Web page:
Coins That Are Not Encapsulated
There are several reasons why a coin cannot be graded or encapsulated by NGC. One of the most common of these relates to a coin’s authenticity. Another reason is that the coin has active surface residue, a topic that is covered in more detail here.
Coins that are either not genuine or altered will not be graded or encapsulated. They will be labeled as either “Not Genuine,” “Altered Date,” “Added Mintmark” or with a similar notation, as applicable, and returned raw. The full grading fee will apply.
A similar notation, “Altered Surfaces,” indicates a coin whose surfaces have been deceptively altered (for example, a “Mint State” coin is made to resemble a “Proof” coin). Coins with altered surface will be returned raw and the full grading fee will apply.
If NGC believes that a coin is likely not genuine but its research is inconclusive, the coin will be labeled “Questionable Authenticity” and not encapsulated. The grading fee will be refunded less a $5.00 processing fee.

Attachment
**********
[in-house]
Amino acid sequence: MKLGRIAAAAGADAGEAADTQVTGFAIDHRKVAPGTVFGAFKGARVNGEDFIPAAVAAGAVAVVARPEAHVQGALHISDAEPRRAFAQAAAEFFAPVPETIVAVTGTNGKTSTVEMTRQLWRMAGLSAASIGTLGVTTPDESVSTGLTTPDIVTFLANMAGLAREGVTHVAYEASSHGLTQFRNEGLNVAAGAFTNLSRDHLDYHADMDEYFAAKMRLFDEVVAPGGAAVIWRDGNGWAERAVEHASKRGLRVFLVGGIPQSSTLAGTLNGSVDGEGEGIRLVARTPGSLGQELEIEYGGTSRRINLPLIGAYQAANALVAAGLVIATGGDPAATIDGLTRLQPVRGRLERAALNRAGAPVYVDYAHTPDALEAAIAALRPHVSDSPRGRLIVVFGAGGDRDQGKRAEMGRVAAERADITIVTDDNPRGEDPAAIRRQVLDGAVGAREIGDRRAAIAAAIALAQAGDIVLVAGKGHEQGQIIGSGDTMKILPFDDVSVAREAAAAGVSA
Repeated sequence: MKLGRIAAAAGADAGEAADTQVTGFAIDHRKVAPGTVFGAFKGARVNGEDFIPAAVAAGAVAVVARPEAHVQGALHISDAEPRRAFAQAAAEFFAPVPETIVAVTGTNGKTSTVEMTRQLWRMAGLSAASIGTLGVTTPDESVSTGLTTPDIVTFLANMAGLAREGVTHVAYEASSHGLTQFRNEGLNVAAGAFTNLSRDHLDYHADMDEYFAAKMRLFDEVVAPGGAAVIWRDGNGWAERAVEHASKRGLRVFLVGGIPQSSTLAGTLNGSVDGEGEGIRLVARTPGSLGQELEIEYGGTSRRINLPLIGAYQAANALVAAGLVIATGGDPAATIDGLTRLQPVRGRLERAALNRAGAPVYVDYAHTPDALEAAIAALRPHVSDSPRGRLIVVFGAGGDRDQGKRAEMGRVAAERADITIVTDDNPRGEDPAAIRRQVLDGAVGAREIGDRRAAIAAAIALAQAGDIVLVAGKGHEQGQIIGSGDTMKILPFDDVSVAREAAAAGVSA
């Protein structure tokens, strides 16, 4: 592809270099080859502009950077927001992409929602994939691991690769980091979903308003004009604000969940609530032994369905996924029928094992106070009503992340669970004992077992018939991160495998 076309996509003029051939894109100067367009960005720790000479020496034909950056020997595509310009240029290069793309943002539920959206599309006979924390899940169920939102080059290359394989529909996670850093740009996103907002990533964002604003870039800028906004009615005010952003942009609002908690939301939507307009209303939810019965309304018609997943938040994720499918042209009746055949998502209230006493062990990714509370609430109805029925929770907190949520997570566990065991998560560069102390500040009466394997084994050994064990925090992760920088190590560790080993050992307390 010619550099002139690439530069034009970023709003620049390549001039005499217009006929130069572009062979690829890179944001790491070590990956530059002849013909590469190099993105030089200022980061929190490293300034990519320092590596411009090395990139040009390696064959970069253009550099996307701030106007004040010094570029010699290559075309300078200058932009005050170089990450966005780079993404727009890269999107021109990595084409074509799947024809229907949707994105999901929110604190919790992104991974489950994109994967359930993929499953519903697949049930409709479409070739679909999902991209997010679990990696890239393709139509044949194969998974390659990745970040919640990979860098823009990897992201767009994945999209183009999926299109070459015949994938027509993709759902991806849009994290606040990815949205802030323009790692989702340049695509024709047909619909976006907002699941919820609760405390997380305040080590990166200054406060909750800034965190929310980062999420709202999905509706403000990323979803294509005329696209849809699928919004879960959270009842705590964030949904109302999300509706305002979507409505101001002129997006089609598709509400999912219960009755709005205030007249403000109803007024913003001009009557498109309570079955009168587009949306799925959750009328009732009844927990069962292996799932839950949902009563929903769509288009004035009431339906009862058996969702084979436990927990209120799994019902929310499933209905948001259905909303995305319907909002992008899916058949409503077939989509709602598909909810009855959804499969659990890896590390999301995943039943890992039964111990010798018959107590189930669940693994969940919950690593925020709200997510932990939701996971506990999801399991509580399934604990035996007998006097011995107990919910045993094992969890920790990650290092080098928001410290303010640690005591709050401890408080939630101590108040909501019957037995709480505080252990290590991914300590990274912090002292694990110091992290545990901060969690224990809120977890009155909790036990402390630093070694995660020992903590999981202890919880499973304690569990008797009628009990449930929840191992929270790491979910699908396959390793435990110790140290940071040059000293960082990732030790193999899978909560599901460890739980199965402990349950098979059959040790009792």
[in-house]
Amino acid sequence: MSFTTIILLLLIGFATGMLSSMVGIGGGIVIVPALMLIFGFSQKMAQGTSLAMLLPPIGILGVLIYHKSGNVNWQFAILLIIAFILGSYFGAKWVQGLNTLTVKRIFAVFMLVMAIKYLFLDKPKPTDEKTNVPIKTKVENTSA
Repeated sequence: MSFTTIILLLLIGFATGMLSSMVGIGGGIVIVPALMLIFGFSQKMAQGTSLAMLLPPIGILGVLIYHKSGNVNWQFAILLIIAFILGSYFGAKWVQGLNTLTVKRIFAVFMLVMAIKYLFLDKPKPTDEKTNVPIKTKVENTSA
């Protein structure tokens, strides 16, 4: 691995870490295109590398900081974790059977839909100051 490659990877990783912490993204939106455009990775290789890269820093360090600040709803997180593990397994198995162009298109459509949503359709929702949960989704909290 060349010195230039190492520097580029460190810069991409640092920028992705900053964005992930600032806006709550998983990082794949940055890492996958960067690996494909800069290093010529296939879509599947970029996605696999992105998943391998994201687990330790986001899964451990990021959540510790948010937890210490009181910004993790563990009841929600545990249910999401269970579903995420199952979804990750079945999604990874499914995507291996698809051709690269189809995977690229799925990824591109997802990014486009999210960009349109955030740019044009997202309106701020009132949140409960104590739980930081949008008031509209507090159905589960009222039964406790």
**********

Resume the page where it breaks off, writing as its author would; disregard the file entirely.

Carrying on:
There are also certain coin, token and medal types that are not accepted by NGC and will not be authenticated, graded or encapsulated. For a list of world coins not accepted by NGC, click here. A comprehensive list of accepted token and medal types appears on NGC’s website. For a list of coins that are not eligible for NGC Ancients, click here. Coins, tokens and medals that are not eligible for NGC certification will be labeled “Ineligible Type” and not encapsulated. The full grading fee will be refunded.
On occasion, NGC will not encapsulate a coin and return it with a label that says “Not Suitable for Certification.” This notation is used for coins that are severely damaged or otherwise impaired. The surfaces of these coins are such that it is impossible for NGC to even attempt to authenticate them or assign a grade. When a coin is determined to be “Not Suitable for Certification” the grading fee will be refunded less a $5.00 processing charge.
Why do I need to pay the full grading fee if my coin is labeled “Not Genuine,” “Altered Date,” “Added Mintmark,” or with a similar notation?
NGC provides an expert opinion of a coins’s authenticity. If a coin is labeled “Not Genuine,” “Altered Date,” “Added Mintmark,” or with a similar notation, that determination has been reached as a result of NGC’s authentication process. There is at least as much, if not more, work involved in determining that a coin is not genuine or altered as there is in determining that a note is genuine.